It’s comforting to me how we scoot along each year marking the calendar by holidays. January is cold and dark, and after the enthusiasm of the New Year wears off, I feel a bit of a letdown. February gets more exciting with my birthday and Valentine’s Day — seeing hearts everywhere makes me smile.
I’m a big fan of St. Patrick’s Day, even though my family has been in this country for five generations. As spring arrives, everything is a bit brighter and the dreariness of winter is forgotten as we celebrate Mother’s Day and Father’s Day.
Mother’s Day is always quite an event. Flowers are sent, shiny jewelry purchased, breakfast is served in bed, and maybe Mom is sent to a spa for the day. Poor Dad isn’t given the same attention. Father’s Day is often pretty boring. Maybe there’s a barbecue in the backyard, but Dad does the cooking. Most dads I know are given a small simple gift to mark the day. Why does St. Patrick’s Day get a parade and fun hats, but dads get a boring store-bought greeting card for their special day? Why are most Father’s Day cards either blue or brown?
I know that Father’s Day was a month ago, but it bugs me that dads get so overlooked. I’m not suggesting we get our fathers two ties instead of one to show our love. I’m suggesting that we put some effort into our appreciation.
Remember when you were a child and you made your mom or dad a macaroni necklace in art class? The necklace took some effort and multiple steps were involved. Noodles have to be painted and laid out to dry. There’s serious consideration about which yarn color Dad might like best. The macaroni noodles have to be strung with care, and somehow there always seemed to be glue involved, though I can’t figure out why. Macaroni necklaces are a serious commitment, as far as gifts go.
That effort and consideration somehow disappears as we get older and less creative. We run to the nearest department store to buy dad a shirt or tie or some other lame gift. And we buy a brown or blue greeting card with a sailboat or fish or mountains on the front.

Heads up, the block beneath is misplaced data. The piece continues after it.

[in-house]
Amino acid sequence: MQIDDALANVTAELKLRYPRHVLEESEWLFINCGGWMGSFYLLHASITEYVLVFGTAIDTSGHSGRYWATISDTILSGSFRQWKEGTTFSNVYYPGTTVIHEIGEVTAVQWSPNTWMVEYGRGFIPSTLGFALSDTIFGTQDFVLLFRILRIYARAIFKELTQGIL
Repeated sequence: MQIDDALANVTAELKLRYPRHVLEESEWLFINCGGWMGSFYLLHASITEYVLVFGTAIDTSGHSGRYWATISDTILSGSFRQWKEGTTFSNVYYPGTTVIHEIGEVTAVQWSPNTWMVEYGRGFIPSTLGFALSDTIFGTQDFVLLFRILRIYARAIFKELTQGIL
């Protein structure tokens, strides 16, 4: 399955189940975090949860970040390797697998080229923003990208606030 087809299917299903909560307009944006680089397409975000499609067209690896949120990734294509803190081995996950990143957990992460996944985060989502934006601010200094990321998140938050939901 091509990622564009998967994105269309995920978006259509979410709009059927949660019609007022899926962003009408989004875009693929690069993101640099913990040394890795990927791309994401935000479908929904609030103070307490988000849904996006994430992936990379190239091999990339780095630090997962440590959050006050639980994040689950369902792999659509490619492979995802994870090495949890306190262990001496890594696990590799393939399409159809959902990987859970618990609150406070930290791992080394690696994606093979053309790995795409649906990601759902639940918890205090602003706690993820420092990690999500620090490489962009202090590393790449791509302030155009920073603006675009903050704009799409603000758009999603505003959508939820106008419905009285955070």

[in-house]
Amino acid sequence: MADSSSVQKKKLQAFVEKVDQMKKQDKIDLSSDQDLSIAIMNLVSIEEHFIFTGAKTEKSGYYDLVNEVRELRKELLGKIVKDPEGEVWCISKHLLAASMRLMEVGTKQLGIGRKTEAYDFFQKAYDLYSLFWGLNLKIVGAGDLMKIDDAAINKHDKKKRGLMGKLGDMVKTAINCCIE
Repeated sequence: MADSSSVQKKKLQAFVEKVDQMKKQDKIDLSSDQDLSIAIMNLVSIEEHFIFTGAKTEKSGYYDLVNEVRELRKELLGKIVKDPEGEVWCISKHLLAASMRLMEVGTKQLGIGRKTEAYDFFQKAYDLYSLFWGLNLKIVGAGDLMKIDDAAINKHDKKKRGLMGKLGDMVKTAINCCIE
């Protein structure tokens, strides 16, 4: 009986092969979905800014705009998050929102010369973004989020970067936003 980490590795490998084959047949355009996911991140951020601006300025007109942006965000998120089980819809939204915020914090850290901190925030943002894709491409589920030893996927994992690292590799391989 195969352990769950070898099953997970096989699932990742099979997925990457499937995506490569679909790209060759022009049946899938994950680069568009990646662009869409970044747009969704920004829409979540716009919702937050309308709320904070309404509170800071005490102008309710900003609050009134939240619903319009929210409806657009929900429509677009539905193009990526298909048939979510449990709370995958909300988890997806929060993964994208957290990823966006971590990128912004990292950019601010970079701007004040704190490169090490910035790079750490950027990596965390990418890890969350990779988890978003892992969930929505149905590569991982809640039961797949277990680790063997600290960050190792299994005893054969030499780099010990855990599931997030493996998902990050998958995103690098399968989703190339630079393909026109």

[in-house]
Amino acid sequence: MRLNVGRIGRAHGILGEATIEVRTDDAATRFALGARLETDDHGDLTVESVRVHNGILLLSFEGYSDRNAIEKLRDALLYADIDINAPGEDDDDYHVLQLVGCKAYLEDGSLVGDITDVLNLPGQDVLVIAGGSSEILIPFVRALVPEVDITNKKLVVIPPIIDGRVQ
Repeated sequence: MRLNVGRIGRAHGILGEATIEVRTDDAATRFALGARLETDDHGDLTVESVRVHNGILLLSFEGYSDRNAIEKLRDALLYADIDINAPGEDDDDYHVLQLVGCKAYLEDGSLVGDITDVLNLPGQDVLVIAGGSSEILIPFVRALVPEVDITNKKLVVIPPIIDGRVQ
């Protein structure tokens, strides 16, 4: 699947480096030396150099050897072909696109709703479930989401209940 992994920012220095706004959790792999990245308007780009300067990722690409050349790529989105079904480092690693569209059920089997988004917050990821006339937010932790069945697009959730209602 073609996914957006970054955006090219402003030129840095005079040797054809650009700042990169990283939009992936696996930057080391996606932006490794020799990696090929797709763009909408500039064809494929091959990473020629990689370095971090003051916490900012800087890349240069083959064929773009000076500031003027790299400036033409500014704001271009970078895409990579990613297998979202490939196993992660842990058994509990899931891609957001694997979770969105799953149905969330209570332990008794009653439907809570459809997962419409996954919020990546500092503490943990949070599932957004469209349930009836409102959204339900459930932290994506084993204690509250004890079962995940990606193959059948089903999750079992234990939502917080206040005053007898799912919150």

My mother died at age 29, and so Dad juggled a career in banking along with raising two young children in the ’70s. I might have been the more challenging of the two children, and it probably wasn’t easy for Dad to talk about “girl things” with me. But we survived. We did more than that — we flourished. Dad raised us without the benefit of after-care programs or support services for single and/or working families.
How did he manage the house, laundry, meals, sports, scouts, homework, bath time, and broken bones, all by himself? I’ve asked him many times, especially since I’ve become a mother myself. He says he doesn’t remember. Sometimes I hear myself complaining about how busy I am and I try to shut my mouth and count my blessings. Life isn’t perfect, but you’ve got to play the cards you’re dealt.
Dad and I are such different people. We have lively political discussions, really dissimilar ways of parenting, and flat-out opposite personalities. Neither one of us will admit it, but people say we’re also the same in many ways. My children will comment, “Grandpa says the same thing!” when they ask me about how they might handle a situation in their lives.
My dad is a heck of a guy who is sweet, generous, and kind. He’d never describe himself that way, of course. He really doesn’t give himself enough credit. So here I am, telling all of you. My dad is the best! I admire him, even when we don’t agree. He raised my brother and me to have a strong work ethic and to set and meet goals. He was strict, but he loved us and told us so, even when we weren’t so easy to love.
This year on Father’s Day my dad and I canoed the Peconic River with my two young boys. Next year? We’ll be making macaroni necklaces, of course. I think Dad will like a blue string best.